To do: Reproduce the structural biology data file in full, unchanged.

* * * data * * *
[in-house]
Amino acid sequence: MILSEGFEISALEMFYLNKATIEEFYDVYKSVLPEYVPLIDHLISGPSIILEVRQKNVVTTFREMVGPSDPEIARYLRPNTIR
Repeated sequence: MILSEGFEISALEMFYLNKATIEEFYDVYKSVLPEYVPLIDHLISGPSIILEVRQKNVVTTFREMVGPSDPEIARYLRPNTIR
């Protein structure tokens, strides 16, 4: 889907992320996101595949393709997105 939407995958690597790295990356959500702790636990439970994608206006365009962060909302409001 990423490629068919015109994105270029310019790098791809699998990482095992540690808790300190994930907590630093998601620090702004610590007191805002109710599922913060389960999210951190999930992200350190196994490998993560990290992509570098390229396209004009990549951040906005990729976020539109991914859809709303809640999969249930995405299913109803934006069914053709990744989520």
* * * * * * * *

[in-house]
Amino acid sequence: MILSEGFEISALEMFYLNKATIEEFYDVYKSVLPEYVPLIDHLISGPSIILEVRQKNVVTTFREMVGPSDPEIARYLRPNTIR
Repeated sequence: MILSEGFEISALEMFYLNKATIEEFYDVYKSVLPEYVPLIDHLISGPSIILEVRQKNVVTTFREMVGPSDPEIARYLRPNTIR
């Protein structure tokens, strides 16, 4: 889907992320996101595949393709997105 939407995958690597790295990356959500702790636990439970994608206006365009962060909302409001 990423490629068919015109994105270029310019790098791809699998990482095992540690808790300190994930907590630093998601620090702004610590007191805002109710599922913060389960999210951190999930992200350190196994490998993560990290992509570098390229396209004009990549951040906005990729976020539109991914859809709303809640999969249930995405299913109803934006069914053709990744989520």